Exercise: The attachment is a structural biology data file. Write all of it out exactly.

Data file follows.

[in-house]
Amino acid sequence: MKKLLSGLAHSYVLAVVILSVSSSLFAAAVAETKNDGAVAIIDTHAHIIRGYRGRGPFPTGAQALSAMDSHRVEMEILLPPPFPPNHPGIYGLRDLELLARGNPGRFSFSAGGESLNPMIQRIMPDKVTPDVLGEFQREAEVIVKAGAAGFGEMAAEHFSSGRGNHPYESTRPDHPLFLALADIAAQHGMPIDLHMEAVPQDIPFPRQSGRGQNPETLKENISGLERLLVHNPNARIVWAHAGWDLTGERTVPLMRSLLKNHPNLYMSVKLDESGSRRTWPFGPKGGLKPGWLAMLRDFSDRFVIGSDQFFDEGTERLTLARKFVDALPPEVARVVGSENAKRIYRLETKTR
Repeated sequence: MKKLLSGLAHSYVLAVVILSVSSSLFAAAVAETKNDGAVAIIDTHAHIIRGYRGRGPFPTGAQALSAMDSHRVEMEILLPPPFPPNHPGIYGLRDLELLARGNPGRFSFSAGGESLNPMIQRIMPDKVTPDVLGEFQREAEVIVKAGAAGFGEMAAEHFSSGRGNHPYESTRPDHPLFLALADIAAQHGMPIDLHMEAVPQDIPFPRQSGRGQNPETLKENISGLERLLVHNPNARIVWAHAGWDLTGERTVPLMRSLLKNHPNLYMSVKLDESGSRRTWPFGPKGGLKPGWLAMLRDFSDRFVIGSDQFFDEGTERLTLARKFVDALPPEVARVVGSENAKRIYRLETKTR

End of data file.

[in-house]
Amino acid sequence: MKKLLSGLAHSYVLAVVILSVSSSLFAAAVAETKNDGAVAIIDTHAHIIRGYRGRGPFPTGAQALSAMDSHRVEMEILLPPPFPPNHPGIYGLRDLELLARGNPGRFSFSAGGESLNPMIQRIMPDKVTPDVLGEFQREAEVIVKAGAAGFGEMAAEHFSSGRGNHPYESTRPDHPLFLALADIAAQHGMPIDLHMEAVPQDIPFPRQSGRGQNPETLKENISGLERLLVHNPNARIVWAHAGWDLTGERTVPLMRSLLKNHPNLYMSVKLDESGSRRTWPFGPKGGLKPGWLAMLRDFSDRFVIGSDQFFDEGTERLTLARKFVDALPPEVARVVGSENAKRIYRLETKTR
Repeated sequence: MKKLLSGLAHSYVLAVVILSVSSSLFAAAVAETKNDGAVAIIDTHAHIIRGYRGRGPFPTGAQALSAMDSHRVEMEILLPPPFPPNHPGIYGLRDLELLARGNPGRFSFSAGGESLNPMIQRIMPDKVTPDVLGEFQREAEVIVKAGAAGFGEMAAEHFSSGRGNHPYESTRPDHPLFLALADIAAQHGMPIDLHMEAVPQDIPFPRQSGRGQNPETLKENISGLERLLVHNPNARIVWAHAGWDLTGERTVPLMRSLLKNHPNLYMSVKLDESGSRRTWPFGPKGGLKPGWLAMLRDFSDRFVIGSDQFFDEGTERLTLARKFVDALPPEVARVVGSENAKRIYRLETKTR